A special thanks to Louanne for taking the time to tell us more about this incredible foundation!

For more information on the Personal Care Products Council Foundation and Look Good Feel Better you can visit their website, connect on Facebook, or follow them on Twitter.

Image sources: lookgoodfeelbetter.org, wellbeingofwomen.org.uk, zimbio.com

Dr. Kathleen Ruddy from the Breast Health & Healing Foundation

Interviews and Questions from Scarves Dot Net

Interview with Breast Cancer Survivors

Whether it’s heartfelt anecdotes or inspiring triumphs, the Scarves Dot Net gals love to share stories — especially when they’re incredibly touching. That’s why we’re starting a new series called SDN Spotlight. From influential bloggers to community leaders, we’ve scoured the blogosphere for the most inspiring men and women. So far, we’ve had the opportunity to hear from seven incredible individuals about how cancer has affected their lives.

Today we’re excited to bring you our interview with Dr. Kathleen Ruddy. Dr. Ruddy is a breast surgeon, trained at Memorial Sloan-Kettering Cancer Center. In 2008, she completed the first International Masters for Health Leadership at McGill University and then created the first and only breast cancer foundation (the Breast Health & Healing Foundation) whose mission is to discover the specific causes of breast cancer and use that knowledge to prevent the disease — what she calls the Pure Cure. She is particularly interested in the breast cancer virus and the world’s first preventive breast cancer vaccine, which was developed at the Cleveland Clinic in 2010.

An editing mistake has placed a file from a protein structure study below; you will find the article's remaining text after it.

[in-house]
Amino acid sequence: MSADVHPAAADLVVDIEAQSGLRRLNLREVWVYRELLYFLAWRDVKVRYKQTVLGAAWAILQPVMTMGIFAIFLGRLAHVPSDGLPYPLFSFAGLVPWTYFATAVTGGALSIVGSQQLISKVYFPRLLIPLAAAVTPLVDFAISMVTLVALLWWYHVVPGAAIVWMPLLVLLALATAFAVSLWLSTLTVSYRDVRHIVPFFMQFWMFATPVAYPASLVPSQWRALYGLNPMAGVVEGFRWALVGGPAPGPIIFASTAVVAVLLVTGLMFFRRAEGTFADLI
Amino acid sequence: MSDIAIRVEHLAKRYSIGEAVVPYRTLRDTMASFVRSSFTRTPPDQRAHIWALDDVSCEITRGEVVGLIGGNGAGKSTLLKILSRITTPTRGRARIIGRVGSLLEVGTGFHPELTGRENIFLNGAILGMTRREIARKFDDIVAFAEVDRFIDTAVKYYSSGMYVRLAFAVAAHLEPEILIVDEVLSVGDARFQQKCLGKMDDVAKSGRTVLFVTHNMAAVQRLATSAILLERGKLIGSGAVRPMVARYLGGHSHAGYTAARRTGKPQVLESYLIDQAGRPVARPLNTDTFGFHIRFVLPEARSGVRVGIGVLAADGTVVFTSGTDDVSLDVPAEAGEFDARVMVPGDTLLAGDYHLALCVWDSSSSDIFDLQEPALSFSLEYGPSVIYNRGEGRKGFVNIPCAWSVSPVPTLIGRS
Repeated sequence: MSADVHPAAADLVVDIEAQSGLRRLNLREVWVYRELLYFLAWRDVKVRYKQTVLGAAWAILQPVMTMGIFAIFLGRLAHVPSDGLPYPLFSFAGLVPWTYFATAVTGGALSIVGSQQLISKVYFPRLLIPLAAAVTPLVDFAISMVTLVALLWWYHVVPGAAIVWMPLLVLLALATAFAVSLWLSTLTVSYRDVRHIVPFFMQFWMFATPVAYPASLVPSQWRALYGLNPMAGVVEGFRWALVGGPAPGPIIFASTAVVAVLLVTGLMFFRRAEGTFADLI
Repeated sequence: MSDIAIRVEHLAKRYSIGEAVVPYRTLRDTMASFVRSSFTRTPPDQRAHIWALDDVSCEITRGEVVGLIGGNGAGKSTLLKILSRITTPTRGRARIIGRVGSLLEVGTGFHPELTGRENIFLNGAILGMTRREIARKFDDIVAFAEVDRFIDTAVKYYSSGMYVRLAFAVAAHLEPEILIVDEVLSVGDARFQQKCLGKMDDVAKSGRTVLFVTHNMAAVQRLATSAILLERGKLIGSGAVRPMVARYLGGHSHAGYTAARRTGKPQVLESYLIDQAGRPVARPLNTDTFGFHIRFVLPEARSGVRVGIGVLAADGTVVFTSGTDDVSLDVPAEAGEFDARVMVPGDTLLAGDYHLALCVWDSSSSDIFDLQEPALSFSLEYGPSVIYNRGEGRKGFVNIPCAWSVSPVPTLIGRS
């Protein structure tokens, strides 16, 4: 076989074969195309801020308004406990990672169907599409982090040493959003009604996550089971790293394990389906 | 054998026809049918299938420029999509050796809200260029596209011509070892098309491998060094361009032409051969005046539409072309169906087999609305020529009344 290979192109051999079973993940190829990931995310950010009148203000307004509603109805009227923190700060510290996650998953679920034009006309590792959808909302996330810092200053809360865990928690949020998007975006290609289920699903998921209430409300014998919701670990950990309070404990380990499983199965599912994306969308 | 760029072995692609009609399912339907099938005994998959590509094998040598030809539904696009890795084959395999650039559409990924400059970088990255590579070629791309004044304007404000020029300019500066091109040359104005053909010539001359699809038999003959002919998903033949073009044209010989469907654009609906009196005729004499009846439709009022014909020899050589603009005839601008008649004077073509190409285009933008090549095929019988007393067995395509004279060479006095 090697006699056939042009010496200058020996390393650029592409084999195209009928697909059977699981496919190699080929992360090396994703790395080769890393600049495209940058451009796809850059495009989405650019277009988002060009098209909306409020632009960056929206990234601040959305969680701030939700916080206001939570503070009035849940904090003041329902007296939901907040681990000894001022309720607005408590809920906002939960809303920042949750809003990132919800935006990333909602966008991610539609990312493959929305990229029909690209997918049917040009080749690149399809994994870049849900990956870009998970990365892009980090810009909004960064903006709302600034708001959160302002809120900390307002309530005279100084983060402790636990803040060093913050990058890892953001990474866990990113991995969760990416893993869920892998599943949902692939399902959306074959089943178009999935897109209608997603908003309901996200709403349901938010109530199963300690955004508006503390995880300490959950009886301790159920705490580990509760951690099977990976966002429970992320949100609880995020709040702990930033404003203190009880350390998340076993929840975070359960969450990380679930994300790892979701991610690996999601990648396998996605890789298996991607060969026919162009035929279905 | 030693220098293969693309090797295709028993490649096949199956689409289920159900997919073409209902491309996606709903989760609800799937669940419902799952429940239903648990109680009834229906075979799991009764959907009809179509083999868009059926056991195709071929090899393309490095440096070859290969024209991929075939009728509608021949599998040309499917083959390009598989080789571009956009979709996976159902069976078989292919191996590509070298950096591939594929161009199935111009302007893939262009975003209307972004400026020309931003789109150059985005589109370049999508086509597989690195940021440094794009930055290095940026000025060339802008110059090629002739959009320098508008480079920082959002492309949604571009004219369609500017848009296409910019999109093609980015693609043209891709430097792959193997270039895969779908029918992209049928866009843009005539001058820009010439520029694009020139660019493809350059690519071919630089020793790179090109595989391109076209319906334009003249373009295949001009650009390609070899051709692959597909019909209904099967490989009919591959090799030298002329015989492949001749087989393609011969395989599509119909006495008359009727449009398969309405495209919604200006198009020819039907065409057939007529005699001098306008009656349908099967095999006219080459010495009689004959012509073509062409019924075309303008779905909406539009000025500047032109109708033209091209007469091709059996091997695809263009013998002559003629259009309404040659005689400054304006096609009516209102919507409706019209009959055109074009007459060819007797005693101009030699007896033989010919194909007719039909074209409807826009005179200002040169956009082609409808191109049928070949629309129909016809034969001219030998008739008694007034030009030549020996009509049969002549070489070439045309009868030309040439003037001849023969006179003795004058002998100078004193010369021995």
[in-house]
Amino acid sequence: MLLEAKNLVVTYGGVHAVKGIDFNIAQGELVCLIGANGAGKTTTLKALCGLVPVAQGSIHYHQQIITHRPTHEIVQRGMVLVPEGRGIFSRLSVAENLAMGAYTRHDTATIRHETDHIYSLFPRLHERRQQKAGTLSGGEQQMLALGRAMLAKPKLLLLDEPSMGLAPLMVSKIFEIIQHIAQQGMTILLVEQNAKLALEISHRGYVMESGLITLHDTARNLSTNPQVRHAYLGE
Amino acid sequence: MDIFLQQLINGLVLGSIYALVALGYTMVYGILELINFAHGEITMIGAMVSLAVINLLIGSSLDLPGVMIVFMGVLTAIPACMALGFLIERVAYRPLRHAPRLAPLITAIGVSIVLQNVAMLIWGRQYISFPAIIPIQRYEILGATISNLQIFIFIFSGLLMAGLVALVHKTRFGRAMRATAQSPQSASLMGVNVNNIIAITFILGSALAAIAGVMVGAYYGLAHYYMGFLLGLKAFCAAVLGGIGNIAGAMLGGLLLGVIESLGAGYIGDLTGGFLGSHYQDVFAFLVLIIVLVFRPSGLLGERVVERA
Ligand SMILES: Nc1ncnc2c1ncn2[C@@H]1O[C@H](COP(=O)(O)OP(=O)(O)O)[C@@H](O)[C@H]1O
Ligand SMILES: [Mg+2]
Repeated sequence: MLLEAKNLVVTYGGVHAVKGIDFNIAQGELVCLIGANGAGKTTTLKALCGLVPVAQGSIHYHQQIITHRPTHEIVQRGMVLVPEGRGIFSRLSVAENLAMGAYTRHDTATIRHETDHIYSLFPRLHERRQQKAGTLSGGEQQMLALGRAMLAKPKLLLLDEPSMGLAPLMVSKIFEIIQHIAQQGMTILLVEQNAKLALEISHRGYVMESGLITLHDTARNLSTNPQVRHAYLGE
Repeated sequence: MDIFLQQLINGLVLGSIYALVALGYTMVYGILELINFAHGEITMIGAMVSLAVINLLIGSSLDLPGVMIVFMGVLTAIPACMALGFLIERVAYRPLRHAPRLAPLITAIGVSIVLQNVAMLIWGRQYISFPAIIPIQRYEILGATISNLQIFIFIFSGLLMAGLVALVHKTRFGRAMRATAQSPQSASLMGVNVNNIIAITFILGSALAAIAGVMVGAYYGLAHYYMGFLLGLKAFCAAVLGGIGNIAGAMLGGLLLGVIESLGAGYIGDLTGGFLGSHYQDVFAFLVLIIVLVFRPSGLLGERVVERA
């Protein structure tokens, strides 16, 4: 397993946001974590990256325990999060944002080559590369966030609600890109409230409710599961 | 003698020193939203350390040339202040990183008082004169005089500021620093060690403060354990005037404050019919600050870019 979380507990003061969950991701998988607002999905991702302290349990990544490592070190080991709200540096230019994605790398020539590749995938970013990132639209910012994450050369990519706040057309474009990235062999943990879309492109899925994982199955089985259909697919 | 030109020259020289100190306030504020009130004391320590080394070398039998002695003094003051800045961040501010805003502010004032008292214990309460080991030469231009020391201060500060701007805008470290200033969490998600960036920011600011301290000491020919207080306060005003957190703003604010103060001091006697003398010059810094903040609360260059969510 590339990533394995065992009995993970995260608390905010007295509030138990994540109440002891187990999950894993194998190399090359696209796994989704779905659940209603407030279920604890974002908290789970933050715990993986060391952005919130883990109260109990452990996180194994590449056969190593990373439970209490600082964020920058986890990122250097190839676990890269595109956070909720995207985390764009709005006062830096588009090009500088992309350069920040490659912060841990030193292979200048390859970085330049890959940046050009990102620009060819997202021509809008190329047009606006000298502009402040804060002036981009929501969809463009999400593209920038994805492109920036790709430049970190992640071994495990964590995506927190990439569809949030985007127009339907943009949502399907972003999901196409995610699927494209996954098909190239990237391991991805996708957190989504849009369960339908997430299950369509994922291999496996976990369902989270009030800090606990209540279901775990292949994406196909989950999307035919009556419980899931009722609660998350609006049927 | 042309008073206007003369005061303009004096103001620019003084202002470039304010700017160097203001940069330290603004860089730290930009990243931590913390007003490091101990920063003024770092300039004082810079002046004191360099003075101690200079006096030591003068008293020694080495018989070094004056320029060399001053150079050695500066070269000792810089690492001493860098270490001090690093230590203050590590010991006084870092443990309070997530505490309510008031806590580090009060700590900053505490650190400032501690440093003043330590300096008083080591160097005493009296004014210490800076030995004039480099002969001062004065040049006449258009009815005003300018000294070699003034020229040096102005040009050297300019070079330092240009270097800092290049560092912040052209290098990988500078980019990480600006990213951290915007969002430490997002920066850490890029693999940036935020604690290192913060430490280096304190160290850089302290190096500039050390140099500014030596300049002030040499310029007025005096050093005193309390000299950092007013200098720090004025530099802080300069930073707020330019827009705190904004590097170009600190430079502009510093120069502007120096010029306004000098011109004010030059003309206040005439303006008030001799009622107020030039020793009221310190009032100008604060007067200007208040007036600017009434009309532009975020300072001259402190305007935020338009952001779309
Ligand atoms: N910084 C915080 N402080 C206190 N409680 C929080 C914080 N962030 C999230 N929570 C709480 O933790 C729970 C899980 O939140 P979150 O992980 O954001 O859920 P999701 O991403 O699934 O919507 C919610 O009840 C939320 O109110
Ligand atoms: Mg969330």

Dr. Ruddy’s mother was diagnosed with breast cancer in 1974 and is still alive and cancer-free today. She shares about her experiences with breast cancer as a surgeon and as the daughter of a survivor on her blog.

Dr. Kathleen Ruddy and her mom

Dr. Ruddy and her mom (in pink)

SDN: Your mother was diagnosed with breast cancer years ago.  Could you tell us a little bit more about her, her battle, and her recovery?

Dr. Ruddy: My mother found a lump in her breast and had a biopsy that was read as a frozen section. She was told everything was fine. But then a few days later, the doctor called to say that on permanent sections the lump was really cancer. She had a mastectomy, radiation therapy, and then she had her ovaries removed. This all happened before breast cancer was something people were aware of. It was pretty scary for her and for the family, but she recovered and has been cancer-free ever since.

SDN: Coming from a medical perspective, what is the most crucial piece of information that the public should know about cancer?